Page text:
Yahoo: What Could Have Been

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yahoo_headquartersYahoo was recently sold to Verizon, a telecoms company, for $4.8bn, which seems quite impressive, but isn’t. Years ago Yahoo was one of the most successful companies in the world but in recent times it has been quite the opposite, and over the last decade the value of the business has plummeted from around $50bn to its sale price—ten times less.

The company’s most recent CEO, Marissa Mayer, has been criticised greatly for an inability to change the company’s fortunes, although it would be unfair to direct all the blame towards her – even before her arrival the company had made a number of fatal errors that led to its demise.

The first was a chronic lack of focus. The firm adopted the strategy to branch out and produce a wide variety of products rather than to focus on core strengths. By 2001 the firm had 400 different products and services which slowed decision-making and made it much more difficult to organise the firm’s transactions.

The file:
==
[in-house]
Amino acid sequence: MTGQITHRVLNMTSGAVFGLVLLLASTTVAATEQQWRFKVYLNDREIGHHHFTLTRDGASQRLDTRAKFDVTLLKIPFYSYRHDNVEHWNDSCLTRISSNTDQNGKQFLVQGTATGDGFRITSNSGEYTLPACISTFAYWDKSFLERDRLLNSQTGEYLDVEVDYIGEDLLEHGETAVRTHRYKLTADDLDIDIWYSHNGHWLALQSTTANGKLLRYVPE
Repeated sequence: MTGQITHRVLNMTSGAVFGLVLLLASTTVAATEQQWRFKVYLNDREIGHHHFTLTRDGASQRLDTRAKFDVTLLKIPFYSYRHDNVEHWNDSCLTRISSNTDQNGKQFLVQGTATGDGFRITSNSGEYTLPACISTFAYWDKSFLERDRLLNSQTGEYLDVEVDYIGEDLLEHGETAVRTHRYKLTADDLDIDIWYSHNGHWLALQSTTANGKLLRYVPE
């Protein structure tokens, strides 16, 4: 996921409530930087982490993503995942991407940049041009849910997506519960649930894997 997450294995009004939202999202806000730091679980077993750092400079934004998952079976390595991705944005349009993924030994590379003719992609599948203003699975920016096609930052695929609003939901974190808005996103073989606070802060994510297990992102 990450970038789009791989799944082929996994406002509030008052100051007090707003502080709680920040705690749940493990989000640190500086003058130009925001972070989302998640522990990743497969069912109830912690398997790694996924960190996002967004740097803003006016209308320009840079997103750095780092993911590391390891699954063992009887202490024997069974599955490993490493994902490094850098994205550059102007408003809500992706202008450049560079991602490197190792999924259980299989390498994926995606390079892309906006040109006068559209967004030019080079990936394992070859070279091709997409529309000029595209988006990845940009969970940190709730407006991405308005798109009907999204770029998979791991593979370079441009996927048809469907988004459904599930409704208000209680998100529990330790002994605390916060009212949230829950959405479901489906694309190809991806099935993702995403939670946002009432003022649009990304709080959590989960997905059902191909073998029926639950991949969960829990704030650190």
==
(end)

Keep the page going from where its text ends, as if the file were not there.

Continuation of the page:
A second problem at Yahoo concerned its deal making. Some of its acquisitions paid off: its stake in another web giant – Alibaba, a Chinese e-commerce business – increased far beyond its own. Others didn’t do well, such as its acquisition of Tumblr, a social networking platform which it bought for $1.1 billion despite being just about to run out of money. Over the past years Yahoo have also missed a number of incredible opportunities. It decided against buying Google for a paltry $1 million and a potential deal to purchase Facebook for $1 billion fell through when Yahoo grew overanxious about the price. A company’s success depends as much on the deals it doesn’t do as on the ones it does.

Furthermore, Mr Yang, the founder and CEO of Yahoo rejected the opportunity to sell to Microsoft for $45 billion, being too attached to the business to make the right strategic decision. A few years down the road and the eventual sale has come as a blessed relief – a sad end of independence for one of  Silicon Valley’s most riveting success stories.